Everyone knows what B2C is. Even people who have never heard the term before have still experienced...
Would you leave a store without a manager?
Sounds a bit far-fetched, right? One of the primary requirements in setting up a store is having someone to manage it. The manager may not need to be in the store every second of every day, but they do need to keep an eye on what’s going on and be proactive in changing things up.
Some of you probably know where this is heading…
One of my favourite misconceptions to tackle is that creating an eCommerce platform is a “set and forget” process. Sure, your cashier and stock boy may be automated with eCommerce, but as users get more savvy it’s important for your business to keep up with their changing expectations. Or better yet, keep ahead of them. That can be exceptionally hard to do if you don’t have anyone with their ear to the ground and the time to action customer insights. Which means that just like a bricks and mortar store, your eCommerce store needs a manager.
But what, exactly, are they managing? Fair question. And the answer will look a little different for each organisation, but these days an eCommerce manager might oversee any or all of the following:
- Website strategy / direction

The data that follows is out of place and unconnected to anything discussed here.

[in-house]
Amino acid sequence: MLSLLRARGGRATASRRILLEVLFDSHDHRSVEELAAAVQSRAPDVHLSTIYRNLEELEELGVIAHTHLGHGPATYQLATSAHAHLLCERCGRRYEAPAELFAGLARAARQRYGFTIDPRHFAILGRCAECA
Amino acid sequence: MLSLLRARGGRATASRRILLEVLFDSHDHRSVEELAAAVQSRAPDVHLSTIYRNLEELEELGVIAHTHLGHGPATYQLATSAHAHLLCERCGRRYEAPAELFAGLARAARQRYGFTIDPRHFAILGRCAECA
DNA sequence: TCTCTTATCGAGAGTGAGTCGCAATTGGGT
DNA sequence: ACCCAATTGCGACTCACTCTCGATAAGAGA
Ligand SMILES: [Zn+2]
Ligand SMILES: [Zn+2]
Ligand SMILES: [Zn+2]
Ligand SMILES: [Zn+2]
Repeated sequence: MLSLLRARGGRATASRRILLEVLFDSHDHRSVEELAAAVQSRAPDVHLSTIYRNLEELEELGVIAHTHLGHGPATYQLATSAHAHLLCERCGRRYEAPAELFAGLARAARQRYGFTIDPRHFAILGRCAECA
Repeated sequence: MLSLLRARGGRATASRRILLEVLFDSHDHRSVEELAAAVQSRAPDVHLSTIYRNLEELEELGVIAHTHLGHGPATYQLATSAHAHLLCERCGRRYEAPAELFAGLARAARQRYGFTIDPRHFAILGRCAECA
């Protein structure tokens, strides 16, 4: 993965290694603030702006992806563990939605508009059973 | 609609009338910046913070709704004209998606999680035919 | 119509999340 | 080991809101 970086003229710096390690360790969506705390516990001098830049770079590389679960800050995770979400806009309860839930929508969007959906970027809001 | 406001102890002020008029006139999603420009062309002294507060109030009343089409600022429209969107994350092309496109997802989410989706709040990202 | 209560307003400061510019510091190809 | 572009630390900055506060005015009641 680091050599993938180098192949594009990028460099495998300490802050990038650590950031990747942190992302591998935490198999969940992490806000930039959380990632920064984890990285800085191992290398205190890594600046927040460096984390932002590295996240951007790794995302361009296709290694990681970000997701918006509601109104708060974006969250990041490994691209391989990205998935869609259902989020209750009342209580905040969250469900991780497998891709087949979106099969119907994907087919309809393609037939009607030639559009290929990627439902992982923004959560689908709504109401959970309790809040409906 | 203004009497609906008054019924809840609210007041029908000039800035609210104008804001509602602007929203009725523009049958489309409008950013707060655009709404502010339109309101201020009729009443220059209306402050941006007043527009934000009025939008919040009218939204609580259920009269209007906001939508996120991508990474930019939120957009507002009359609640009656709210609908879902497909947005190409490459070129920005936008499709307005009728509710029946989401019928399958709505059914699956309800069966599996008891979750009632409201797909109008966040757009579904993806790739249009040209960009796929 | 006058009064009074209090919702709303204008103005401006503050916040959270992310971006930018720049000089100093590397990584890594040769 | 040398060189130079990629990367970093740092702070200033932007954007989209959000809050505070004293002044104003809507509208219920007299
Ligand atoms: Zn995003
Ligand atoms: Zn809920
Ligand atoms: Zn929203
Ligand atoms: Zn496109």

- Customer targeting & personalisation
- Email and product campaigns
- UI / functionality enhancements
One of the latest Forrester reports tells us that “B2B marketers are shifting from supplying leads to the load-bearing sales force to architecting engagement across the customer life cycle.” Translation: adapt or be left behind. If your business still treats the website as a poor cousin to older outbound sales methods you’ll likely find yourself the way of the horse and cart sooner than you’d like.
We know through previous posts (and the goldmine of research within them) that a lot of thought needs to go into each element of your website. Not only so you keep up with the industry trends that shape customer expectations, but also so you’re not just relying on industry trends.
Your customers are unique. The reasons they shop with you might differ from the reasons they would shop with your competitor. If you don’t have someone whose focus it is to understand those differences and moreover, to capitalise on them, you’re wasting the very thing that sets you apart from the crowd.
Whether your “Web Shop Manager” lives within your marketing team, has their own department, or maybe fits in with Customer Service is entirely dependent on your particular business. I don’t believe there’s One True Way™ to manage a web presence (and don’t worry, I’m not going to try and convert you to the Cult of Eternal Web Sales).
However, I do strongly believe that your web presence needs to be just as important (if not more) than any physical presence you have, and that this mentality needs to be adopted by every level of your business. After all, if the right hand doesn’t believe in what the left is doing…. you’re in for a rough ride.
So how do you manage your web presence? Does it belong to marketing? Do you have a dedicated eCommerce Manager? Or is it an additional responsibility added to an already full job description?